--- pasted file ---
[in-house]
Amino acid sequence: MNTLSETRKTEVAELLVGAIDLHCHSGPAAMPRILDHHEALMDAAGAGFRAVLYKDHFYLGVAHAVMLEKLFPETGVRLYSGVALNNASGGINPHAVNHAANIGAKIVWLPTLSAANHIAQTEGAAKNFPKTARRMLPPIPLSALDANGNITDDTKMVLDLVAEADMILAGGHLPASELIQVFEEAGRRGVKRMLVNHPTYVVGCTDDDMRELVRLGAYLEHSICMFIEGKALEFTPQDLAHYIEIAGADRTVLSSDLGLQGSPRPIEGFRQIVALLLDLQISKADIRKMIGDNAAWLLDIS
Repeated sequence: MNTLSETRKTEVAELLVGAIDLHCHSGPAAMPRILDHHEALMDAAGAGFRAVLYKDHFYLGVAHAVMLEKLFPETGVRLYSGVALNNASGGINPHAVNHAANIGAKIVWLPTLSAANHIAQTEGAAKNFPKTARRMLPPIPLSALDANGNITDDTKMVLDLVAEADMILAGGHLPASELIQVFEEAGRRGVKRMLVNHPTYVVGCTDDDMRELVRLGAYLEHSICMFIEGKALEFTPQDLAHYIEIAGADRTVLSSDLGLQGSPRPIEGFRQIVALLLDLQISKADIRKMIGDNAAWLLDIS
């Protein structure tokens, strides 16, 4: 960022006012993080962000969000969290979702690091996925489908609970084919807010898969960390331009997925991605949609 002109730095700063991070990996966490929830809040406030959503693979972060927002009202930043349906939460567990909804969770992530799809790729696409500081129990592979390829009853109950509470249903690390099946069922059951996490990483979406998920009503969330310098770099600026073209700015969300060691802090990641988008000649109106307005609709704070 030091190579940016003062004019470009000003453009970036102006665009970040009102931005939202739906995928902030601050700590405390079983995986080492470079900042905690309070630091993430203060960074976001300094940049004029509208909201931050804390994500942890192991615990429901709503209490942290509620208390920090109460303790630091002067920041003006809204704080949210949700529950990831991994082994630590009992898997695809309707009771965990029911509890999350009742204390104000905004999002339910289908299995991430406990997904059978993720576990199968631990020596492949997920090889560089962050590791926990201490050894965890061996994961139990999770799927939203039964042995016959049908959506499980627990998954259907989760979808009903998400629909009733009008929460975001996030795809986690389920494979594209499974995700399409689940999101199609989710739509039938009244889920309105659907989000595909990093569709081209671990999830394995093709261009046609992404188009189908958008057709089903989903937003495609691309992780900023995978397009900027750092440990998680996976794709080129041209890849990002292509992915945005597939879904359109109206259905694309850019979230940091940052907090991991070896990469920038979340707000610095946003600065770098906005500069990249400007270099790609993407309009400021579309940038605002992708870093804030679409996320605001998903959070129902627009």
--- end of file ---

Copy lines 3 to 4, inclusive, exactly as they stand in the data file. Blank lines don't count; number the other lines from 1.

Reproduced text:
Repeated sequence: MNTLSETRKTEVAELLVGAIDLHCHSGPAAMPRILDHHEALMDAAGAGFRAVLYKDHFYLGVAHAVMLEKLFPETGVRLYSGVALNNASGGINPHAVNHAANIGAKIVWLPTLSAANHIAQTEGAAKNFPKTARRMLPPIPLSALDANGNITDDTKMVLDLVAEADMILAGGHLPASELIQVFEEAGRRGVKRMLVNHPTYVVGCTDDDMRELVRLGAYLEHSICMFIEGKALEFTPQDLAHYIEIAGADRTVLSSDLGLQGSPRPIEGFRQIVALLLDLQISKADIRKMIGDNAAWLLDIS
């Protein structure tokens, strides 16, 4: 960022006012993080962000969000969290979702690091996925489908609970084919807010898969960390331009997925991605949609 002109730095700063991070990996966490929830809040406030959503693979972060927002009202930043349906939460567990909804969770992530799809790729696409500081129990592979390829009853109950509470249903690390099946069922059951996490990483979406998920009503969330310098770099600026073209700015969300060691802090990641988008000649109106307005609709704070 030091190579940016003062004019470009000003453009970036102006665009970040009102931005939202739906995928902030601050700590405390079983995986080492470079900042905690309070630091993430203060960074976001300094940049004029509208909201931050804390994500942890192991615990429901709503209490942290509620208390920090109460303790630091002067920041003006809204704080949210949700529950990831991994082994630590009992898997695809309707009771965990029911509890999350009742204390104000905004999002339910289908299995991430406990997904059978993720576990199968631990020596492949997920090889560089962050590791926990201490050894965890061996994961139990999770799927939203039964042995016959049908959506499980627990998954259907989760979808009903998400629909009733009008929460975001996030795809986690389920494979594209499974995700399409689940999101199609989710739509039938009244889920309105659907989000595909990093569709081209671990999830394995093709261009046609992404188009189908958008057709089903989903937003495609691309992780900023995978397009900027750092440990998680996976794709080129041209890849990002292509992915945005597939879904359109109206259905694309850019979230940091940052907090991991070896990469920038979340707000610095946003600065770098906005500069990249400007270099790609993407309009400021579309940038605002992708870093804030679409996320605001998903959070129902627009």